Email with subject “To Whom It May Concern”:
A Wyoming citizen reported a phishing email from Jerry Walland, an auditor. He wants you to join with him in a business venture worth $20 million. The email is really from idola.net.id, which is in Indonesia.
Email with the subject “ACTION REQUIRED:
Incomplete DSBS/SAM Registration”: A Boulder citizen reported receiving an email that his SAM registration was incomplete and to call a phone number to fix it. The citizen had just finished the registration, and the email came from samsregistration.com, so it seemed legit, but it was a scam. CyberWyoming note: Always look up the phone number via a different channel, and then call that number to verify. In this case, the phone number is not searchable, and the SAM (System for Award Management) and SBA (Small Business Administration) websites explain that many scammers are impersonating their websites, email addresses, and phone numbers.
Have you ever received an email or text that just says “hi”?
Never respond as these are how “pig butchering scams” start, leading to conversations with scammers who have increasingly sophisticated investment playbooks as well as websites, dashboards, and phone apps. An investigator for Wired Magazine found that the scammers didn’t care that he was an investigator and continued to try to ensnare him in their schemes. The scammer’s investment website was even rated high on a Google search so that any potential victim might think it was a legitimate. These pig butchering scams are run by crime syndicates in China and some other Asian countries, and they have stolen at least half a billion dollars in 2021. Check out the full article: wired.com/story/pig-butchering-scams-evolving.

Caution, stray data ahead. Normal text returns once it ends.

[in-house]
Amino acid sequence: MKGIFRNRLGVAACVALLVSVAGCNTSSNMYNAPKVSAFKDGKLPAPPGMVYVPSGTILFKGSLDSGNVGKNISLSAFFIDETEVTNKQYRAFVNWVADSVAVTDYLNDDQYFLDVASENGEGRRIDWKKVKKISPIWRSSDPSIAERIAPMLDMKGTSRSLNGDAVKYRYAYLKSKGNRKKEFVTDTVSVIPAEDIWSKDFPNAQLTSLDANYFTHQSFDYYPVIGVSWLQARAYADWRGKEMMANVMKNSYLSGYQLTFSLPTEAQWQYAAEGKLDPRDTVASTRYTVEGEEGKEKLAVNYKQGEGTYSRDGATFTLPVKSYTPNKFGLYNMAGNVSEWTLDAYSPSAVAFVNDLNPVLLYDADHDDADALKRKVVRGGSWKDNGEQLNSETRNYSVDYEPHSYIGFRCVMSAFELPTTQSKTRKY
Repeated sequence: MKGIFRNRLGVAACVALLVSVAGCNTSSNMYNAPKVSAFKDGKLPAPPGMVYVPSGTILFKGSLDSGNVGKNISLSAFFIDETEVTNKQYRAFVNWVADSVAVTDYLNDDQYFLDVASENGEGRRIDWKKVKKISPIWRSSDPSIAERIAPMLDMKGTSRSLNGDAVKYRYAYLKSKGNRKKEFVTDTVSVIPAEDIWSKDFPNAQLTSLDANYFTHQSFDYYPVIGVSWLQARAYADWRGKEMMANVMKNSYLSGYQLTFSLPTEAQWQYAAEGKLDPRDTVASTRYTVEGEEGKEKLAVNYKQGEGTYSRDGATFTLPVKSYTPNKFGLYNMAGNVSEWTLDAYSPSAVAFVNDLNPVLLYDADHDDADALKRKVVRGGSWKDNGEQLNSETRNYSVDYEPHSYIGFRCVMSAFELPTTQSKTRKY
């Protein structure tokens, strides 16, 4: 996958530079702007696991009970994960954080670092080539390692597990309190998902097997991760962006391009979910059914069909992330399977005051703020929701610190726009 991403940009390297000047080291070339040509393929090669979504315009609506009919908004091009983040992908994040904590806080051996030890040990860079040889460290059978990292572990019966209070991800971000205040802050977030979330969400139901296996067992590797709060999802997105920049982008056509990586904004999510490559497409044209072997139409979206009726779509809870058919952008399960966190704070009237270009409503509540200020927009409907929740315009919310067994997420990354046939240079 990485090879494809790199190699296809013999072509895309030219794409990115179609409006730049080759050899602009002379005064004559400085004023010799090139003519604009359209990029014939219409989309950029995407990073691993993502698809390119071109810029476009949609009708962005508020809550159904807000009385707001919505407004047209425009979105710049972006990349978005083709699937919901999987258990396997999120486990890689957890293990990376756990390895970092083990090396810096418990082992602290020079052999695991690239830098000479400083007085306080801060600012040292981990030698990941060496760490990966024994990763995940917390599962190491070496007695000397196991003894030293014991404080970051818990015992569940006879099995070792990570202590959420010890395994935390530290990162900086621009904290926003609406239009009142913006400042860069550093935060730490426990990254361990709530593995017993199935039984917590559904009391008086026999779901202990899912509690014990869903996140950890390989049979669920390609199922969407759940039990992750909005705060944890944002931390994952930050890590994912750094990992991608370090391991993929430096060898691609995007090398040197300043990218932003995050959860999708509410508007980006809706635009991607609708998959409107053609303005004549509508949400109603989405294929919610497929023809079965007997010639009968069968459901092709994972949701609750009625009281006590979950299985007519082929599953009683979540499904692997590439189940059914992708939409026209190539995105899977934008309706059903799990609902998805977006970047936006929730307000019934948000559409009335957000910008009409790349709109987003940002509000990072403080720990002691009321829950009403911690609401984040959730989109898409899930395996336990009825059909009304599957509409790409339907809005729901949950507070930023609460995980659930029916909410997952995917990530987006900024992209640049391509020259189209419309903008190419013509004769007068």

The Internet Theft Resource Center (ITRC) warns that impersonation will be the scam category in the coming year, along with social media account takeovers and romance/dating scams. Other experts have said they expect to see a further sharp rise in the use of ransomware. The Center also predicts an increase in con tricks and fraud targeting immigrants and ethnic minorities who don't have good command of English. Brought to you by scambusters.org. CyberWyoming Note: Wyoming companies and charitable organizations have been impersonated, so before you give out your personal information or money, always call to double check.
Top 7 Scams to Watch Out for in 2023:
AARP has compiled a list of the top scams that have been repurposed for 2023 including payday loans, one-time password bot scams that get you to provide authentication codes to your bank or investment funds via an unsolicited phone call or text, student loan forgiveness, puppy purchases, stealing checks from mail boxes, and fake QR codes. CyberWyoming Note: It’s worth checking out these scams on aarp.org/money/scams-fraud/info-2023/top-scammer-tactics-2023.html as some of these are really sneaky such as replacing the QR code on a restaurant menu!